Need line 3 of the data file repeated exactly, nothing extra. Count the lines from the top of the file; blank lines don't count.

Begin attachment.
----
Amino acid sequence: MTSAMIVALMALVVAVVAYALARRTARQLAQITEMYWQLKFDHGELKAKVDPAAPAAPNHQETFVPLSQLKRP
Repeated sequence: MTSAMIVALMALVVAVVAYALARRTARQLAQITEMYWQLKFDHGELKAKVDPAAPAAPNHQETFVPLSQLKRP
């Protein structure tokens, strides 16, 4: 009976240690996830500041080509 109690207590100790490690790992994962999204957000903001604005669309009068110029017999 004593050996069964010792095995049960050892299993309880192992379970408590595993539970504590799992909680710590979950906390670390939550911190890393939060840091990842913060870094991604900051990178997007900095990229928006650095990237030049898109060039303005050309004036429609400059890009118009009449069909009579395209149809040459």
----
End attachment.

């Protein structure tokens, strides 16, 4: 009976240690996830500041080509 109690207590100790490690790992994962999204957000903001604005669309009068110029017999 004593050996069964010792095995049960050892299993309880192992379970408590595993539970504590799992909680710590979950906390670390939550911190890393939060840091990842913060870094991604900051990178997007900095990229928006650095990237030049898109060039303005050309004036429609400059890009118009009449069909009579395209149809040459």